If two pages are absolutely required, then have it on front and back. Eliminate the staple, and make certain the paper is thick enough that text can't bleed through.
- One résumé per specialty: If the candidate is a designer and a technician, then there should be two résumés -- one for design, one for tech. The design résumé can mention the tech in the "related skills" category and vice versa. But several lines of shows and jobs from one discipline should not appear in the second discipline's résumé. Combo résumés come off as "I just graduated, need a job, will do anything."
- Proofread carefully: Check the spelling of all names, organizations, locations, and products. Misspellings on a résumé make the reader reconsider the applicant's skills, rather than reading the résumé. If that person can't edit or double check the spelling, does the hiring person really want the candidate working for him? Have someone else edit the résumé for grammar.
- Double-check accuracy for all contact info: Make sure e-mails, addresses, and phone numbers are correct. Résumés should provide information about the candidate. Résumé readers don't want to waste their time gathering the information. A wrong phone number for a reference could send that résumé into the trash.
- Don't lie: Don't take credit for a job not done. Assistants or associates should state that fact. If there was a listed designer who slept through rehearsals and the candidate lit the show, it's still not kosher for the candidate to list himself as the lighting designer. This is a very small business, and people either know who has done what, or know other people that were involved with that production. A culprit will be found out.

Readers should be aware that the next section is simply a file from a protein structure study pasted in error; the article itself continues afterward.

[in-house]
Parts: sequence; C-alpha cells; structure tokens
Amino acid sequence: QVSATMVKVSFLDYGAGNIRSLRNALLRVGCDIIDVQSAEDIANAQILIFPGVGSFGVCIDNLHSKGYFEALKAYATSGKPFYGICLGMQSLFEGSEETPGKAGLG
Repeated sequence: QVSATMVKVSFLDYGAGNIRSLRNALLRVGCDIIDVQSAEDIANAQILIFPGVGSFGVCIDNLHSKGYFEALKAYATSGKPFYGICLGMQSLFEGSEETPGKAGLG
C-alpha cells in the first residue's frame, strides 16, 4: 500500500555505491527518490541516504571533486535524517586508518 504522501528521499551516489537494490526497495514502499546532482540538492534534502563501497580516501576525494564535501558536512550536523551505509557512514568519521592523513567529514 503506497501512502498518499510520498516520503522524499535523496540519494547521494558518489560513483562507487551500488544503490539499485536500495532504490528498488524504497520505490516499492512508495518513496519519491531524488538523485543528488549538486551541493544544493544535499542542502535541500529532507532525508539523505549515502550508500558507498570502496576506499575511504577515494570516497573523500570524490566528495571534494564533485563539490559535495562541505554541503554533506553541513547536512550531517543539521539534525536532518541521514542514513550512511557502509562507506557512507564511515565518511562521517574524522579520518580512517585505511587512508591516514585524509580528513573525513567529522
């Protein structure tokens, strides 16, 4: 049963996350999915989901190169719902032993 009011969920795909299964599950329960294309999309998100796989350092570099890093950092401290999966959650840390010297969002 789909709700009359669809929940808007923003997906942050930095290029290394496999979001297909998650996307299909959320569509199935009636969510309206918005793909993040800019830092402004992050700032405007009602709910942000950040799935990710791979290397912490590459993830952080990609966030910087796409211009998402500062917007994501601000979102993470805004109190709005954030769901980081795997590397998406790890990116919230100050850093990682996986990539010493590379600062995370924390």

- Don't duplicate a résumé on highly colored or patterned paper: It looks bad after being faxed. Patterned backgrounds can also mean something completely different than what the applicant may have in mind. I once received a résumé printed onto textured paper that had the appearance of crumpled up paper. Though the applicant might have used it to imply resiliency, I took one glance, interpreted it as lack of self-esteem, and re-crumpled it into the circular file.
Steven L. Shelley has designed lights, managed productions, and toured for over 35 years. In the last year, he has worked for Patti LuPone, Paul Winter, and the Spoleto Festival USA. He is the designer of the plastic Field Templates™ and the VectorWorks® toolkit SoftSymbols™, available at www.fieldtemplate.com. He is author of A Practical Guide to Stage Lighting. He can be reached by e-mail at shelley @fieldtemplate.com.
This resume, above, is a mess and doesn't have real focus. The contact information is tiny, the vertical sort isn't showing jobs at the top, and the work experience isn't sorted by position nor put into columns to include contact names. For a larger version, click here.
The rewrite, above, of the same resume shows the focus for sound design, provides clear contact info, sorts the jobs in reverse chronological order, and prioritizes the associated job positions. It also provides the names of directors and supervisors as potential contacts .For a larger version, click here